generated using a microfluidic device 200 as seen in FIGS. IB, 2 A and explained below. The spherical hydrogel particles 12 anneal to one another in situ on and/or within the heart tissue 100 (or other tissue 100) using an endogenous and/or exogenous annealing agent to form the therapeutic microporous hydrogel scaffold 10. The therapeutic microporous hydrogel scaffold 10 includes micrometer-sized pores therein. The size of the pores contained therein allows for the intrusion and migration of cells into the therapeutic microporous hydrogel scaffold 10 from the surrounding tissue 100. Typical pore sizes may include those about 10 pm or greater. For example, pore sizes between about 10 pm to about 50 pm may be preferred in some embodiments.
 The spherical hydrogel particles 12 contain encapsulated nanoparticles 14 that are loaded with one or more therapeutic agents or drugs 16. In some embodiments such as those described herein, the therapeutic agent or drug 16 is hydrophobic. In other embodiments, the therapeutic agent or drug 16 is hydrophilic. The therapeutic agent or drug 16 may also include small molecules, cytokines, proteins/peptides or fragments thereof, vaccines, nucleic acids, genes or genetic sequences, biomolecules, and the like. The nanoparticles 14 may be made by diverse biodegradable synthetic and natural polymers. Natural polymers include polysaccharides (chitosan, hyaluronic acid, dextran), and proteins (collagen, gelatin, elastin). Biodegradable synthetic polymers include poly(lactic acid) (PLA), poly(gly colic acid)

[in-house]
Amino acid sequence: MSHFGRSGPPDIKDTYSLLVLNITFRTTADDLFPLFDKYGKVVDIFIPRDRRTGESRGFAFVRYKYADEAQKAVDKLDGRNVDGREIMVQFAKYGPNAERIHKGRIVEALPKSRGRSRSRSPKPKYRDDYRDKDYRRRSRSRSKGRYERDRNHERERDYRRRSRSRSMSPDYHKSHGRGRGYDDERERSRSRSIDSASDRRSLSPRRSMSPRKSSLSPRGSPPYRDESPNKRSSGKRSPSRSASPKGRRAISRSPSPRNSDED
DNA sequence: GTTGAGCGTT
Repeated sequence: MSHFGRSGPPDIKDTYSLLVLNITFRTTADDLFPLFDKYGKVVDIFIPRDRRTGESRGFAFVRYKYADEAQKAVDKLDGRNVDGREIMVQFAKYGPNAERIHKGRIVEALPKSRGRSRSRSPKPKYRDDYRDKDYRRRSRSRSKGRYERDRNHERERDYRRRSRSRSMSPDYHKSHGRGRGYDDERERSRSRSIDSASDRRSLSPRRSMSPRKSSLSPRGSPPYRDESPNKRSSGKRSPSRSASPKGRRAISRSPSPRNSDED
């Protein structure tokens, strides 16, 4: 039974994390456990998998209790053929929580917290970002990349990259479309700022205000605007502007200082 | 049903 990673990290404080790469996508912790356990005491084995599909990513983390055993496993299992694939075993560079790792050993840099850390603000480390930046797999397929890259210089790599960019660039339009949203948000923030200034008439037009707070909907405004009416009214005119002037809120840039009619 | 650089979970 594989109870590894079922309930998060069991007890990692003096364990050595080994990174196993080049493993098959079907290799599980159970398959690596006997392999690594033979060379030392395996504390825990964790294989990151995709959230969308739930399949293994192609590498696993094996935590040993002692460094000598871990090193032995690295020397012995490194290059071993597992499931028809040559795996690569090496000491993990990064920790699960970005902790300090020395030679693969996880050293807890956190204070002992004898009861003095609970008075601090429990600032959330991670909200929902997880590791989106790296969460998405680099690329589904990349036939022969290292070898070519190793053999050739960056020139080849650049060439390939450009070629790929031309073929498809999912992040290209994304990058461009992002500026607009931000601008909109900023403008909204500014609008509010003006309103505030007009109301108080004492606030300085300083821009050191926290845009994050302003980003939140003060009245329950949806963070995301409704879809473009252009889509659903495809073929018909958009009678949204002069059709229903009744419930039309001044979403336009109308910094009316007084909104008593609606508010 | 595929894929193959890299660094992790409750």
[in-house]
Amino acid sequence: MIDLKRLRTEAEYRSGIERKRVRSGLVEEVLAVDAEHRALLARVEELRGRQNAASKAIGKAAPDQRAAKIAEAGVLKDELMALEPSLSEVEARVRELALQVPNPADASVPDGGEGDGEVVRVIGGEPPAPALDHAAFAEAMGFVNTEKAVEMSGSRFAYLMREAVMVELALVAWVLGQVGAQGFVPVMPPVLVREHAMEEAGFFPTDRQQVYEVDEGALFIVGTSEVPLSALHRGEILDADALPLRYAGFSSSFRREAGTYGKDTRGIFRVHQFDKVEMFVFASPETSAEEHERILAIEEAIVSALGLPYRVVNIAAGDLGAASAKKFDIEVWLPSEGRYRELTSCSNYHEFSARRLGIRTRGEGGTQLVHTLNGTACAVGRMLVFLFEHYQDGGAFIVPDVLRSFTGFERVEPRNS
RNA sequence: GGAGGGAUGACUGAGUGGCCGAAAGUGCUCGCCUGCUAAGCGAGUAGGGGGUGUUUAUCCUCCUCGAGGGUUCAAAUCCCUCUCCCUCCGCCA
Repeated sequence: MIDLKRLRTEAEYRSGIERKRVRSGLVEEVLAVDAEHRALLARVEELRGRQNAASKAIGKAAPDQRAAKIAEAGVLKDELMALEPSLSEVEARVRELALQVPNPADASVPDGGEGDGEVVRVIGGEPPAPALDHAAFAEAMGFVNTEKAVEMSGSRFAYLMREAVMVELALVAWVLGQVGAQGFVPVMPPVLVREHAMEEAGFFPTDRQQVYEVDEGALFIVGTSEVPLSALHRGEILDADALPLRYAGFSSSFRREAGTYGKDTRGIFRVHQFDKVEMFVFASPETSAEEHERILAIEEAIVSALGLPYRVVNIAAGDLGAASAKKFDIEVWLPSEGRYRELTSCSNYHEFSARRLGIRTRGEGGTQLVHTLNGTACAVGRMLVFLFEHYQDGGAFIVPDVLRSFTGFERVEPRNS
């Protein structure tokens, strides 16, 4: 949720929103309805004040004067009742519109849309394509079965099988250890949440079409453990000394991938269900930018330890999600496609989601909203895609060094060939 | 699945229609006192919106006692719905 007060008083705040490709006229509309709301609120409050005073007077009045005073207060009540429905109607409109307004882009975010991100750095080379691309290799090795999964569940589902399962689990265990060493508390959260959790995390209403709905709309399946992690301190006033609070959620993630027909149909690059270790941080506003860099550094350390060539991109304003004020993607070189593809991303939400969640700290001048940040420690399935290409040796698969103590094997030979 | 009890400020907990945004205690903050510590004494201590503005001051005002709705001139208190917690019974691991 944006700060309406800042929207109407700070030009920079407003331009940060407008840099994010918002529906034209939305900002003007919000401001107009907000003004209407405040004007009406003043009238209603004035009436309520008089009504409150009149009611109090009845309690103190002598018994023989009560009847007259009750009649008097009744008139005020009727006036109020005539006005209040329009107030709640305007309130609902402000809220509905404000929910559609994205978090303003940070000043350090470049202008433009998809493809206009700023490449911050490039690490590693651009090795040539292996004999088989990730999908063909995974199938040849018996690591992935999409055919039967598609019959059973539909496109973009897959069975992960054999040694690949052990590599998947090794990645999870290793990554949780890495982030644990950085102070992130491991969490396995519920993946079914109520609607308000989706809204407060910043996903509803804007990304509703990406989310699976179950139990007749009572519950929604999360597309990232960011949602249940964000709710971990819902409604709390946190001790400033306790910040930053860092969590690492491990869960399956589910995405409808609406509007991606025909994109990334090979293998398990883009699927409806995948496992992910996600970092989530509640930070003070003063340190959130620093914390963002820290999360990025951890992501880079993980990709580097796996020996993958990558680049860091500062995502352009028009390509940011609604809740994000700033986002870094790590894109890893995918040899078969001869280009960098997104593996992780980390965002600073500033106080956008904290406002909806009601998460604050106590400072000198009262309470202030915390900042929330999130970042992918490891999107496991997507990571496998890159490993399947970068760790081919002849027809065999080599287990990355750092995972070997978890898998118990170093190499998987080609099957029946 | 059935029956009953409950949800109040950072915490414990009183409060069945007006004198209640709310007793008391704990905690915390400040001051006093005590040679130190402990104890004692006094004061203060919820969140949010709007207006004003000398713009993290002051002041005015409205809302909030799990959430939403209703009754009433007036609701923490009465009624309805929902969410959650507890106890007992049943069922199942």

(PGA), polycaprolactone (PCL), polyhydroxyalkanoates (PHA), and their copolymers, poly(ethylene glycol) (PEG) containing polyesters (PLGA-mPEG, PLA-PEG-PLA), polyurethanes (PU), polyamides (polylysine, polyglutamic acid), polyanhydrides, etc. In one preferred embodiment for the particular application to treat MI, the nanoparticles 14 are made from a biodegradable polyester material such as poly(lactic-co-gly colic acid) (PLGA) based polymers. This includes PLGA 35k, and different PLGA-PEG copolymers, such as poly(ethylene glycol) methyl ether-block-poly(lactide-co-glycolide) (e.g., PLGA55k-b- PEG5k, and PLGA25k-b-PEG5k). The nanoparticles 14 may be formed from other polymers known for drug delivery. This includes hydrophobic polymers that can carry therapeutic agents.
 The collection of spherical hydrogel particles 12 that contain the drug-containing nanoparticles 14 form a hydrogel system that is delivered to the tissue 100 via a delivery device 300 such as that described in further detail herein. The spherical hydrogel particles 12